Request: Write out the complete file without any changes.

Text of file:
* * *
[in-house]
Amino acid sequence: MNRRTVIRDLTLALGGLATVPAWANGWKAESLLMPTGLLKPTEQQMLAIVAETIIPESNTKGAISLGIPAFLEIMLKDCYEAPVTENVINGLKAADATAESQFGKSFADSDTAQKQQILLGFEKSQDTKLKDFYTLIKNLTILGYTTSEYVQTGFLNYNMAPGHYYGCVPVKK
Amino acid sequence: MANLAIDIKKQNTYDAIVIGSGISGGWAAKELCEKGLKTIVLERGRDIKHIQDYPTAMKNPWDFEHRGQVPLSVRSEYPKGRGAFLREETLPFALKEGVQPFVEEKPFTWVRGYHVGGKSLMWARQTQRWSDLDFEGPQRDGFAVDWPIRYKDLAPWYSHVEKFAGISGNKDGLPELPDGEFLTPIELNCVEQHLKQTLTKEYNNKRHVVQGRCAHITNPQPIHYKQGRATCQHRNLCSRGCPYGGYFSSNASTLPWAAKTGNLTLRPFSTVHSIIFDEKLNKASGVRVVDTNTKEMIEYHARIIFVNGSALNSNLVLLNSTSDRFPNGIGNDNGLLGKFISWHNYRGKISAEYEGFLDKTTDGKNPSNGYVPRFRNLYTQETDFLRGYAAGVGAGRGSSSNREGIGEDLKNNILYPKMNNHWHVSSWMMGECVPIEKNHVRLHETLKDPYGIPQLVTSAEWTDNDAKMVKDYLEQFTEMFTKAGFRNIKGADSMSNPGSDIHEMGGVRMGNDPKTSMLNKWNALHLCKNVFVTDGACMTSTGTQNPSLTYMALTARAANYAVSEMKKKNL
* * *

[in-house]
Amino acid sequence: MNRRTVIRDLTLALGGLATVPAWANGWKAESLLMPTGLLKPTEQQMLAIVAETIIPESNTKGAISLGIPAFLEIMLKDCYEAPVTENVINGLKAADATAESQFGKSFADSDTAQKQQILLGFEKSQDTKLKDFYTLIKNLTILGYTTSEYVQTGFLNYNMAPGHYYGCVPVKK
Amino acid sequence: MANLAIDIKKQNTYDAIVIGSGISGGWAAKELCEKGLKTIVLERGRDIKHIQDYPTAMKNPWDFEHRGQVPLSVRSEYPKGRGAFLREETLPFALKEGVQPFVEEKPFTWVRGYHVGGKSLMWARQTQRWSDLDFEGPQRDGFAVDWPIRYKDLAPWYSHVEKFAGISGNKDGLPELPDGEFLTPIELNCVEQHLKQTLTKEYNNKRHVVQGRCAHITNPQPIHYKQGRATCQHRNLCSRGCPYGGYFSSNASTLPWAAKTGNLTLRPFSTVHSIIFDEKLNKASGVRVVDTNTKEMIEYHARIIFVNGSALNSNLVLLNSTSDRFPNGIGNDNGLLGKFISWHNYRGKISAEYEGFLDKTTDGKNPSNGYVPRFRNLYTQETDFLRGYAAGVGAGRGSSSNREGIGEDLKNNILYPKMNNHWHVSSWMMGECVPIEKNHVRLHETLKDPYGIPQLVTSAEWTDNDAKMVKDYLEQFTEMFTKAGFRNIKGADSMSNPGSDIHEMGGVRMGNDPKTSMLNKWNALHLCKNVFVTDGACMTSTGTQNPSLTYMALTARAANYAVSEMKKKNL